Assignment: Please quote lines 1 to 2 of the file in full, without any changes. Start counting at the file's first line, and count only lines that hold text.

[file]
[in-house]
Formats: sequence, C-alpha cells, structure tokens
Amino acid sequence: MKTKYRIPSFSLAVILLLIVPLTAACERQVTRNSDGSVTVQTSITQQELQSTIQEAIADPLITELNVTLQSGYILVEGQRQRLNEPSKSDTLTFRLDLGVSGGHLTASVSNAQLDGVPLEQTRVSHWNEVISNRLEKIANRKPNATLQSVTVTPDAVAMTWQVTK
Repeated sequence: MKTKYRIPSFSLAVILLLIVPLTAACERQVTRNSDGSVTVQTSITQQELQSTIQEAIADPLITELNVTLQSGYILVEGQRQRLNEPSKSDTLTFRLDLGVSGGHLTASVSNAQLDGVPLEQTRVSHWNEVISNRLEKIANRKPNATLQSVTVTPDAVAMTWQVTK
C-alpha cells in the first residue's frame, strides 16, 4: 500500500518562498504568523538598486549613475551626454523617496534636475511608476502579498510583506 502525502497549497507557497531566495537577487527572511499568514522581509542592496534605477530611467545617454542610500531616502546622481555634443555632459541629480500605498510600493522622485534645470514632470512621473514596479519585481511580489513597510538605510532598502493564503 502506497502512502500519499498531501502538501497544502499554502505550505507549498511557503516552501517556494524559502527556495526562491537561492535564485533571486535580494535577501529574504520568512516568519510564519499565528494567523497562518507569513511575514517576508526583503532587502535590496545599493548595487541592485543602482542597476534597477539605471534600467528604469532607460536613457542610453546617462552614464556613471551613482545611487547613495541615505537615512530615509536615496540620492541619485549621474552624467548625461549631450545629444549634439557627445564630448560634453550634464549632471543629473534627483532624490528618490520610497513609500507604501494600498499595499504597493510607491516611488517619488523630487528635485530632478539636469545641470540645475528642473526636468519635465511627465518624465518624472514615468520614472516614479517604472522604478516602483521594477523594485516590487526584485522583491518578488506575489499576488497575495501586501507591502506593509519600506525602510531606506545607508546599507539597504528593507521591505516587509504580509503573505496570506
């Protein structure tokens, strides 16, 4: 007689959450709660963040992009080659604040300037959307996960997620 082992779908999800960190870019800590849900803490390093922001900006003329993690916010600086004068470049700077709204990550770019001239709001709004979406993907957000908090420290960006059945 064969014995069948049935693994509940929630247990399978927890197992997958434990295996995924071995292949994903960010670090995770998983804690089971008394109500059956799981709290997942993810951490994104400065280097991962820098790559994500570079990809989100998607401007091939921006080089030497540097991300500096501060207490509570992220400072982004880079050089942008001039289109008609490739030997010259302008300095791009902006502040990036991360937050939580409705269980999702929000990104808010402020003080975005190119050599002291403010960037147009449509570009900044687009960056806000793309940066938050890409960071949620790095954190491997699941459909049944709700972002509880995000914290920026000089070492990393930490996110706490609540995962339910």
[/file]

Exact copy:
[in-house]
Formats: sequence, C-alpha cells, structure tokens